1. Not finding help here? Sign up for a free 30min tutor trial with Chegg Tutors
    Dismiss Notice
Dismiss Notice
Join Physics Forums Today!
The friendliest, high quality science and math community on the planet! Everyone who loves science is here!

Angular acceleration of a pulsar

  1. Mar 15, 2007 #1
    A pulsar is a rapidly rotating neutron star that emits radio pulses with precise synchronization, there being one such pulse for each rotation of the star. The period T of rotation is found by measuring the time between pulses. At present, the pulsar in the central region of the Crab nebula has a period of rotation of T = 0.19000000 s, and this is observed to be increasing at the rate of 0.00000380 s/y.

    I found the angular velocity to be 33.07 rad/s, I found this by 1/T*2PI

    Now I need to solve the angular velocity. I tried using the rotational kinematic equation:
    Wf = Wi + alpha * t

    Wf = angular velocity final
    Wi = angular velocity initial
    alpha = angular acceleration
    t = time

    Since the period of rotation is increasing by 0.00000380 s/y I added this to 0.19 and then found the Wf by take 1/.19000380 *2PI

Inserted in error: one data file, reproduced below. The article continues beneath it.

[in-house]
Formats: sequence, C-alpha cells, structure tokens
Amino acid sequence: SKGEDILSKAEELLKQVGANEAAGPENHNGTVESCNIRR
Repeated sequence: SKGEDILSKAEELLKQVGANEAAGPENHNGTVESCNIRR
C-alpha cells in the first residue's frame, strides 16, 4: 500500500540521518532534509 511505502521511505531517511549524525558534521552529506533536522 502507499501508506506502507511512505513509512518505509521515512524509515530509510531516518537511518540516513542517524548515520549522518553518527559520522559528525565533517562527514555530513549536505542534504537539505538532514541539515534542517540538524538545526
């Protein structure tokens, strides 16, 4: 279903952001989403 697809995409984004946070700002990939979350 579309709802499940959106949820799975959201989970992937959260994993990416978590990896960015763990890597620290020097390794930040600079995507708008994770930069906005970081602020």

I used the angular velocity that I already solved for Wi, the 33.07 rad/s

    then for the time, it would be 1 year right? But does this need to be in seconds?

    So I plugged these into the equation and solved for alpha

    (Wf - Wi)/t = alpha
    (33.068rad/s-33.069rad/s)/31556926s = -3.1689x10^-11 rad/s^2

    But this is not the correct answer. Any advice?
  2. jcsd
  3. Mar 15, 2007 #2

    Doc Al

    User Avatar

    Staff: Mentor

    Your error is in rounding off your values for W. Use many more significant figures in your calculator and you get a better estimate for the change in W.
Know someone interested in this topic? Share this thread via Reddit, Google+, Twitter, or Facebook

Have something to add?

Similar Discussions: Angular acceleration of a pulsar
  1. Angular acceleration! (Replies: 2)